Lid on
Lid on, edge taped, ready to go.

I also wrap my tub in a thick sleeping bag. This helps prevent unnecessary heat loss. If you are using a cooler, this obviously isn't necessary.

Pro-tip: tape the lid down to help seal in the water vapour. This really helps energy and temperature loss!

All snuggly wrapped up with care.

The How-To

The steps are pretty straight forward, with the only real difference between normal brewing and soured brewing being the souring stage. My steps are:

  1. Mash as per usual. I personally use a brew-in-a-bag (BIAB) method.
  2. Optional: short ~5 minute pasturization.
  3. Sour the mash.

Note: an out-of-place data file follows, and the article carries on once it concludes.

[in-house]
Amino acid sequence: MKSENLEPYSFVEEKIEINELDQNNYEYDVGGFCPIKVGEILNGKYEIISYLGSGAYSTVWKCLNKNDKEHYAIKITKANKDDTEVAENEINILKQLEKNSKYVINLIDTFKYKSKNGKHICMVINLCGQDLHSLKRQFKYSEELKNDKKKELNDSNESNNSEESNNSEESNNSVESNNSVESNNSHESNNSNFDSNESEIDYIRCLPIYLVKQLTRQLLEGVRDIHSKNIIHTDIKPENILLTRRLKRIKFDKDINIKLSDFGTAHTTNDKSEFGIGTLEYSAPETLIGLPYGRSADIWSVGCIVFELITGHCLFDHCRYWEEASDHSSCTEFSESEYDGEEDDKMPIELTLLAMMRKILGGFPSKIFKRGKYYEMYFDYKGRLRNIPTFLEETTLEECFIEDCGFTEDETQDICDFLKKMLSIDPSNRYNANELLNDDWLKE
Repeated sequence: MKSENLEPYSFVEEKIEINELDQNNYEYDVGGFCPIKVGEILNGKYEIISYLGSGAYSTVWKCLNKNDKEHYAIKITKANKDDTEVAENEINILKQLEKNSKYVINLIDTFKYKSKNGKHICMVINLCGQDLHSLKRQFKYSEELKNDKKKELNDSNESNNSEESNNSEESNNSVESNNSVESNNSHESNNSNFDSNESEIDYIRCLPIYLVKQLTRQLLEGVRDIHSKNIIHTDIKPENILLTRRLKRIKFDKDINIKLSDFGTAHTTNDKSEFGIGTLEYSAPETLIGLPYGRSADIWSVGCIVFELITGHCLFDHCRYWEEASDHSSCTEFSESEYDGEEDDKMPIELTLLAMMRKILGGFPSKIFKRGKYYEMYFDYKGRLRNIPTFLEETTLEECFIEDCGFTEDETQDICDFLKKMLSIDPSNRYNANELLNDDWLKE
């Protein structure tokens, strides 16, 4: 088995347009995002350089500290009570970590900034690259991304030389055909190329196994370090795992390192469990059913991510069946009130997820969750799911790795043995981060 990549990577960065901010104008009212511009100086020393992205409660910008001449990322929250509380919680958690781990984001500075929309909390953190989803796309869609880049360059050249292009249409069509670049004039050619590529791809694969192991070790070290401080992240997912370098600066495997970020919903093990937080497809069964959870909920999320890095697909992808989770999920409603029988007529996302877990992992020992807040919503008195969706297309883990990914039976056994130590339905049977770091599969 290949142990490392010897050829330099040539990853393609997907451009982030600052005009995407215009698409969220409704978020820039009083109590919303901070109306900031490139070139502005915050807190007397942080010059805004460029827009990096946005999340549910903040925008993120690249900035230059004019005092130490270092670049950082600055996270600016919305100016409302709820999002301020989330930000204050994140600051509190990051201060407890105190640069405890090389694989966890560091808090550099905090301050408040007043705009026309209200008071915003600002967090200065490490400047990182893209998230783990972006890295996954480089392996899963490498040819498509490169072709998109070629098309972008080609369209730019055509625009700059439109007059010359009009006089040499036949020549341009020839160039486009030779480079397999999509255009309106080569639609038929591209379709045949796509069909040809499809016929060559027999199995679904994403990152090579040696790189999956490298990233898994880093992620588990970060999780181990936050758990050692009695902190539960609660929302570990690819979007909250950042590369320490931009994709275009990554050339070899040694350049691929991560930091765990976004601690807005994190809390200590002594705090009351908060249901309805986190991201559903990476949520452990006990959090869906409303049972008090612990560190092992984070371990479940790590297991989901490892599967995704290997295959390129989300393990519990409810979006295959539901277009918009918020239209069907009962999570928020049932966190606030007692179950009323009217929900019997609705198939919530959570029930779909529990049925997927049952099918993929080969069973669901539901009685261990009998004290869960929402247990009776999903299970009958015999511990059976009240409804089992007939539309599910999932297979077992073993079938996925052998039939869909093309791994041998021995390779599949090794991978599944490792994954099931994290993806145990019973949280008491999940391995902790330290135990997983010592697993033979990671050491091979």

4. Hop additions in the boil.
  5. Ferment

When mashing, the goal is to provide a nice sugary environment for the baceria to grow in. For that reason, I always do a full mash, including all of my fermentables right away. 

Something worth considering is a high concentration mash. This can be useful if your sous vide water bath capacity is small. I do 4 gallon batches, and have a container and wand big enough to handle it all. If yours happens to be less powerful, mash in half the water volume, and add the water back in during the boil. This will result in a lower efficiency, but will still give you bigger volumes at the end.

The optional pasturization is only necessary when you happen to be using unfamiliar grains. The idea is to kill of any unwanted bacteria that can ruin the beer. I have a killer good flemish red that always fails without this short pasturization. My wheat or pilsen-based beers don't need this. There is no harm in pasturizing, other than the souring stage might take a little longer. So if you're not certain, boil that wart for five minutes.